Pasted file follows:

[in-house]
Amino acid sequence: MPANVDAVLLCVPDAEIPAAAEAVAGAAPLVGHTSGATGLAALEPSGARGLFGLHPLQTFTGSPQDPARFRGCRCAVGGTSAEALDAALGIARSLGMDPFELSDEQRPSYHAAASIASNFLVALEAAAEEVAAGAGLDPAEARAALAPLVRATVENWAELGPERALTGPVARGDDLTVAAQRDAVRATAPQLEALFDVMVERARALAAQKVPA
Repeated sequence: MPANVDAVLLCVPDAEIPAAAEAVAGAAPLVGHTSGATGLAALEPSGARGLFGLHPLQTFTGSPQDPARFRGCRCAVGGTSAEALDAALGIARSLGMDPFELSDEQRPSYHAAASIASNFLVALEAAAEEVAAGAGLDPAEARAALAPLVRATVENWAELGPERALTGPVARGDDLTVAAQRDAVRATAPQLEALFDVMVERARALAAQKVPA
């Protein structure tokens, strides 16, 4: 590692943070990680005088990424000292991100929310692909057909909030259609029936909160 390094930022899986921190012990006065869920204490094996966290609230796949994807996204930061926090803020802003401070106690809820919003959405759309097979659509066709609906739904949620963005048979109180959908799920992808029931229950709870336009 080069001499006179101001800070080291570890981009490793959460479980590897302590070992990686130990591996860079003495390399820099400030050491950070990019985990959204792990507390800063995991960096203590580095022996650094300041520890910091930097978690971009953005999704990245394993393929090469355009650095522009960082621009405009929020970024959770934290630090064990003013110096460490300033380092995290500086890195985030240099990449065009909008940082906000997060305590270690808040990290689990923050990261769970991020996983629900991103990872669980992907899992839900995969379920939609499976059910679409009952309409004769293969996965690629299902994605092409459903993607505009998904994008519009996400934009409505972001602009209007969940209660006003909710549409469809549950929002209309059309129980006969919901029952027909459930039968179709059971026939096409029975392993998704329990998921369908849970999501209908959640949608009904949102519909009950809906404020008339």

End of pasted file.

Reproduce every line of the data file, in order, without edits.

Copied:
[in-house]
Amino acid sequence: MPANVDAVLLCVPDAEIPAAAEAVAGAAPLVGHTSGATGLAALEPSGARGLFGLHPLQTFTGSPQDPARFRGCRCAVGGTSAEALDAALGIARSLGMDPFELSDEQRPSYHAAASIASNFLVALEAAAEEVAAGAGLDPAEARAALAPLVRATVENWAELGPERALTGPVARGDDLTVAAQRDAVRATAPQLEALFDVMVERARALAAQKVPA
Repeated sequence: MPANVDAVLLCVPDAEIPAAAEAVAGAAPLVGHTSGATGLAALEPSGARGLFGLHPLQTFTGSPQDPARFRGCRCAVGGTSAEALDAALGIARSLGMDPFELSDEQRPSYHAAASIASNFLVALEAAAEEVAAGAGLDPAEARAALAPLVRATVENWAELGPERALTGPVARGDDLTVAAQRDAVRATAPQLEALFDVMVERARALAAQKVPA
């Protein structure tokens, strides 16, 4: 590692943070990680005088990424000292991100929310692909057909909030259609029936909160 390094930022899986921190012990006065869920204490094996966290609230796949994807996204930061926090803020802003401070106690809820919003959405759309097979659509066709609906739904949620963005048979109180959908799920992808029931229950709870336009 080069001499006179101001800070080291570890981009490793959460479980590897302590070992990686130990591996860079003495390399820099400030050491950070990019985990959204792990507390800063995991960096203590580095022996650094300041520890910091930097978690971009953005999704990245394993393929090469355009650095522009960082621009405009929020970024959770934290630090064990003013110096460490300033380092995290500086890195985030240099990449065009909008940082906000997060305590270690808040990290689990923050990261769970991020996983629900991103990872669980992907899992839900995969379920939609499976059910679409009952309409004769293969996965690629299902994605092409459903993607505009998904994008519009996400934009409505972001602009209007969940209660006003909710549409469809549950929002209309059309129980006969919901029952027909459930039968179709059971026939096409029975392993998704329990998921369908849970999501209908959640949608009904949102519909009950809906404020008339």